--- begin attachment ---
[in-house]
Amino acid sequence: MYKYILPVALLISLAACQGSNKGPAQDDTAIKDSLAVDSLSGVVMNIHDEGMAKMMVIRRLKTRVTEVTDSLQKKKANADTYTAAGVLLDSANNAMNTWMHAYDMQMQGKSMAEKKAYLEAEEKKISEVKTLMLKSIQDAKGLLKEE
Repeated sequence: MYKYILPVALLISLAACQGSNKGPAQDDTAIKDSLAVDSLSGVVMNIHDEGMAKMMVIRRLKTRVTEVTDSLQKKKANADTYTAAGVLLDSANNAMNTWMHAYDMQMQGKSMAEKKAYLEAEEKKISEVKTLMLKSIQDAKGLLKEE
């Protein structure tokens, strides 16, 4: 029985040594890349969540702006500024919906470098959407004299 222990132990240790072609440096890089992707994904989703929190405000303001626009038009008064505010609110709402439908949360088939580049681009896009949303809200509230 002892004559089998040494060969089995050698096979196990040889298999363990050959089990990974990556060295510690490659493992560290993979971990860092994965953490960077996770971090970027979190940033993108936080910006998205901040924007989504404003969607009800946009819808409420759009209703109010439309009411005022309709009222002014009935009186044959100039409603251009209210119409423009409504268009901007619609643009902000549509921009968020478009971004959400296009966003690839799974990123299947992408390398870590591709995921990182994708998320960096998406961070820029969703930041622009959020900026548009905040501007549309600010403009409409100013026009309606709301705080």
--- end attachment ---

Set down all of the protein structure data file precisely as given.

[in-house]
Amino acid sequence: MYKYILPVALLISLAACQGSNKGPAQDDTAIKDSLAVDSLSGVVMNIHDEGMAKMMVIRRLKTRVTEVTDSLQKKKANADTYTAAGVLLDSANNAMNTWMHAYDMQMQGKSMAEKKAYLEAEEKKISEVKTLMLKSIQDAKGLLKEE
Repeated sequence: MYKYILPVALLISLAACQGSNKGPAQDDTAIKDSLAVDSLSGVVMNIHDEGMAKMMVIRRLKTRVTEVTDSLQKKKANADTYTAAGVLLDSANNAMNTWMHAYDMQMQGKSMAEKKAYLEAEEKKISEVKTLMLKSIQDAKGLLKEE
């Protein structure tokens, strides 16, 4: 029985040594890349969540702006500024919906470098959407004299 222990132990240790072609440096890089992707994904989703929190405000303001626009038009008064505010609110709402439908949360088939580049681009896009949303809200509230 002892004559089998040494060969089995050698096979196990040889298999363990050959089990990974990556060295510690490659493992560290993979971990860092994965953490960077996770971090970027979190940033993108936080910006998205901040924007989504404003969607009800946009819808409420759009209703109010439309009411005022309709009222002014009935009186044959100039409603251009209210119409423009409504268009901007619609643009902000549509921009968020478009971004959400296009966003690839799974990123299947992408390398870590591709995921990182994708998320960096998406961070820029969703930041622009959020900026548009905040501007549309600010403009409409100013026009309606709301705080």